Q&A: The Director of That Viral Chevy Dog Ad Isn’t Surprised He Didn’t Win

Lloyd Choi looks on the bright side

"Maddie," a minute-long commercial by young Canadian director Lloyd Lee Choi, didn't win Chevrolet and Mofilm's Oscars competition. That honor went to a whimsical exploration of creativity by Jude Chun, whose ads about kids making a movie with a 2014 Chevy Cruze aired during the Academy Awards on ABC.

Choi's entry, however, clearly has legs—four of them, to be precise, belonging to the ad's titular Golden Retriever, whose heartrending story unfolds in reverse chronological order. (Three dogs were actually used to portray the pooch.) "Maddie" opens at the end of the dog's life, closes in puppyhood, and makes the point that your Chevy—seen throughout—can also be "A best friend for life's journey."

Shot for $7,000 in less than three days, it's an emotional tail-chaser that's proven to be popular yet polarizing. Some commenters seem to both love and hate various aspects of the film. (AdFreak's Gabriel Beltrone called it "beautifully written and produced," then smacked Choi with a rolled-up newspaper for making folks angry "when you realize Chevy is a dick who has shamelessly manipulated love for a dying dog to get you to buy a car.")

The ad has fetched more than 1.4 million views on YouTube, compared to 33,000 for Chun's winning entry. It's the best of both worlds for Chevy, which reaps publicity from both spots but still maintains some distance from the mildly controversial "Maddie" ad.

Of course, it's up to each viewer to decide whether any commercial is best in breed … or just a dog. To gain some insight, AdFreak chatted with Choi about "Maddie."

Where did you get the "Maddie" idea? Is it based on something from your own life or the experience of someone you know?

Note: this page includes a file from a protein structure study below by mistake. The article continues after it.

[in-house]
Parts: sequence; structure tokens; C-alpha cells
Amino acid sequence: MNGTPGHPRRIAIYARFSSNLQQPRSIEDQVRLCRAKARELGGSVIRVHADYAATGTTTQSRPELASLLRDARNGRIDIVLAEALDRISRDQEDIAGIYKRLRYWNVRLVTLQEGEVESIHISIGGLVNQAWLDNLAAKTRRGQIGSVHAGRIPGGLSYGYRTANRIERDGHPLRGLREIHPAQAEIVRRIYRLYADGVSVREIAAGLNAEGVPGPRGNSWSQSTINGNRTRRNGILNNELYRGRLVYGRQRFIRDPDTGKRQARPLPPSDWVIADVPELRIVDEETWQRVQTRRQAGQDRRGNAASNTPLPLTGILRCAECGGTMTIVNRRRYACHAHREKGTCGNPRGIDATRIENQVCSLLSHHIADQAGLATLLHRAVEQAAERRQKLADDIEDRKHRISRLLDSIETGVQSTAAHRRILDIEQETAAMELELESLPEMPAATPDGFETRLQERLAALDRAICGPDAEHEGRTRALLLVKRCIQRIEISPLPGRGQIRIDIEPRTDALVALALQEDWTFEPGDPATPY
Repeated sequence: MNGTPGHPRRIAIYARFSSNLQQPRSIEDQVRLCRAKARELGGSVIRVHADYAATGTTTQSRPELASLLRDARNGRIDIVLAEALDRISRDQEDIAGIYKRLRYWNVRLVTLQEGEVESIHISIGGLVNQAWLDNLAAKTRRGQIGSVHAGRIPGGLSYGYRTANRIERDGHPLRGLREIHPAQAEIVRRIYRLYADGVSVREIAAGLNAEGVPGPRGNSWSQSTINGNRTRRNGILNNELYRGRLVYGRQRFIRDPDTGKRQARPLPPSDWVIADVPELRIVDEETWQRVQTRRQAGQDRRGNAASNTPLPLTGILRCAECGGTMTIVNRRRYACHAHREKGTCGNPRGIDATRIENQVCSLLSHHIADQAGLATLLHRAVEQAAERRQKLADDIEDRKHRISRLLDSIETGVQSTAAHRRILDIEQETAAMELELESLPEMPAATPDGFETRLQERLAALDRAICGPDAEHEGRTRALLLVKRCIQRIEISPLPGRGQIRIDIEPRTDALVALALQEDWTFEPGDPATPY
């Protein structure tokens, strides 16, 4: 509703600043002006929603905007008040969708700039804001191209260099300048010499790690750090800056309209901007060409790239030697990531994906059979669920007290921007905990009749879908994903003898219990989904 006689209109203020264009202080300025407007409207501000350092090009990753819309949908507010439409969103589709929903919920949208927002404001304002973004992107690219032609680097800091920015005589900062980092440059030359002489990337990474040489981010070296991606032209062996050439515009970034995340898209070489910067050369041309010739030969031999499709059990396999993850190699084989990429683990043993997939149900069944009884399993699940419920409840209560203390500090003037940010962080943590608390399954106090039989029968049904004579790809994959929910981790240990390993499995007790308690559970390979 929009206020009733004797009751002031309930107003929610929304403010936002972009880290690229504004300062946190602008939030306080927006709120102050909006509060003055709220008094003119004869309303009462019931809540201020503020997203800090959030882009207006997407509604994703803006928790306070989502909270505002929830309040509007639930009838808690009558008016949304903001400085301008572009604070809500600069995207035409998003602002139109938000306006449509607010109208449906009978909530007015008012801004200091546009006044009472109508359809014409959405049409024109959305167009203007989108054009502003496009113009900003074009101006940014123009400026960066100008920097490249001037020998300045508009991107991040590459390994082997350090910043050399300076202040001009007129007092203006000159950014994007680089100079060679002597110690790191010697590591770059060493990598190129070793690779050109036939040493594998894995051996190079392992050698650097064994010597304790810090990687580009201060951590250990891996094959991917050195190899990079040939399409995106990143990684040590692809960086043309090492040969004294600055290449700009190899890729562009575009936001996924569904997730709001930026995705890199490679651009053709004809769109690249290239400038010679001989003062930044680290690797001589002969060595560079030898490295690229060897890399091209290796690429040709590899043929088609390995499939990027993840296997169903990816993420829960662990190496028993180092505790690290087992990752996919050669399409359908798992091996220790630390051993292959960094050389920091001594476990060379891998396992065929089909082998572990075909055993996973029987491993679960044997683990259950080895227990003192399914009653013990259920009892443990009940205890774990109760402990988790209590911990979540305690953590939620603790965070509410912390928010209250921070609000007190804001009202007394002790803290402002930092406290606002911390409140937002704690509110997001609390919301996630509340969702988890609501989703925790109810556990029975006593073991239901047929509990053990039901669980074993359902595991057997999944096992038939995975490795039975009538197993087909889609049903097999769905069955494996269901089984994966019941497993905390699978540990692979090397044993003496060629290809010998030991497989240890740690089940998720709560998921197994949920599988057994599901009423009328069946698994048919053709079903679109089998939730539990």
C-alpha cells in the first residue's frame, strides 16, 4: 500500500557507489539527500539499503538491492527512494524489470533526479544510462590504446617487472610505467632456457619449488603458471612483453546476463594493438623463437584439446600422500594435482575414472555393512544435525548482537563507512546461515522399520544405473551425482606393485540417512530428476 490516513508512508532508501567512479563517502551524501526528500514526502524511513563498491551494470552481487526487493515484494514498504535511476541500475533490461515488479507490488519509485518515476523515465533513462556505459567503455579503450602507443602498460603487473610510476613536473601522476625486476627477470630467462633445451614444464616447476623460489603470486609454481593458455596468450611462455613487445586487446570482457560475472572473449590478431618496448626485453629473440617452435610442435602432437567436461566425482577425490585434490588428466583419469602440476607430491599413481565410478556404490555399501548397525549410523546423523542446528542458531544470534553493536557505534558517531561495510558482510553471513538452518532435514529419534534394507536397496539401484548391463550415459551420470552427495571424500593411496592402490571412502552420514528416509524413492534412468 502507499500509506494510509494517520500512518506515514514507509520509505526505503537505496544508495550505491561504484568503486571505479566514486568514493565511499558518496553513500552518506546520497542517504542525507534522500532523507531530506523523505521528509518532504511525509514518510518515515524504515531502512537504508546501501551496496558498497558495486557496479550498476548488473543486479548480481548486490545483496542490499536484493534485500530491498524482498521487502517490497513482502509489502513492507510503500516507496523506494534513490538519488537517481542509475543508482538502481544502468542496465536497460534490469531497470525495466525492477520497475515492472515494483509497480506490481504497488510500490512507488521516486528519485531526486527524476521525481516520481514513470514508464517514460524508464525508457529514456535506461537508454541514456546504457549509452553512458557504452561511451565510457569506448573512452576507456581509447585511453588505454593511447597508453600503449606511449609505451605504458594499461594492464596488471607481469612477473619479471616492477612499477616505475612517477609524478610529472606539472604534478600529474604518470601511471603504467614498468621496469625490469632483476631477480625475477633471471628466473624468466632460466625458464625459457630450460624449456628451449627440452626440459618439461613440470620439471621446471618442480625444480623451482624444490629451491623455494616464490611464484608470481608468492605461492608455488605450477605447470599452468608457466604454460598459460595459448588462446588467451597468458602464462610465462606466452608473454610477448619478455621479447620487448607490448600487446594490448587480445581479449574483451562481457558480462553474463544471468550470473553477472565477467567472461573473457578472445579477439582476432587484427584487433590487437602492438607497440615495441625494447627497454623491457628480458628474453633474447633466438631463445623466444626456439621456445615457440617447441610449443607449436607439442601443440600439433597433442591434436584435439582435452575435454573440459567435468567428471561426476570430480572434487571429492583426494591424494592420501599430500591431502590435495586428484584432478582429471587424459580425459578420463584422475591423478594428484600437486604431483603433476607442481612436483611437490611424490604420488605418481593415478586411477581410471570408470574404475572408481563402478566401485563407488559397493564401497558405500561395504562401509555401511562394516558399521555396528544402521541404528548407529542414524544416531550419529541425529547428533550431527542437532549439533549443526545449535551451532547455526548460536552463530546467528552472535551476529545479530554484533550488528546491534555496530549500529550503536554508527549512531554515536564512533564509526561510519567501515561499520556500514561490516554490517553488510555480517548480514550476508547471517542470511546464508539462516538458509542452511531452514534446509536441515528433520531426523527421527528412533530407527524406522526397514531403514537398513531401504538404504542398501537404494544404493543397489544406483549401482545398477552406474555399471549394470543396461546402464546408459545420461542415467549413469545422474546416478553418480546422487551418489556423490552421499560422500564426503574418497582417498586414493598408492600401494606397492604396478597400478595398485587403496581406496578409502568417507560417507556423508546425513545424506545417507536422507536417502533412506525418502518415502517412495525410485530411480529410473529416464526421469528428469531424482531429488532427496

Chevy is a very family-oriented brand, so we came up with an idea that followed a girl and her family—their life together told in reverse. But I felt it was missing an emotional thread, and I thought back to my childhood growing up with pets and how they provide us with unconditional love and affection that is so unwavering … and that's a beautiful thing. I wanted to capture that truthfully, which is why we showed a multitude of moments, big and small.

What was the major theme or message you were trying to get across for the Chevy brand?

I think viewers nowadays prefer subtlety versus messaging that's in your face. Our generation tends to skip commercials that blatantly advertise something, and we are quick to forget about it and move on to the next thing. Chevy wanted young filmmakers to create content that focused on authenticity and narrative that evoked an emotion. In the end, our main goal was to create a narrative that told a compelling story in one minute.

Why shift into "reverse"? Did using reverse chronology present any problems?

A reveal is more exciting!

The spot took me a couple weeks to edit, trying to find a flow that worked. Always a bit more challenging when you have to film and edit against your natural inclination of moving forward in time.

Where did you get the dogs, and how many did you use? Did they cause any problems during filming?

We used three dogs and a litter of puppies, all found through friends. Stanley (young pup), Maddie (main dog) and Lily (old dog) were the stars. They had their moody moments, but we all do in our different ways. Filming a couple times before with animals, I've come to realize you just have to let them be and sometimes film around them. And to be patient. Oh, and they dictate the washroom breaks.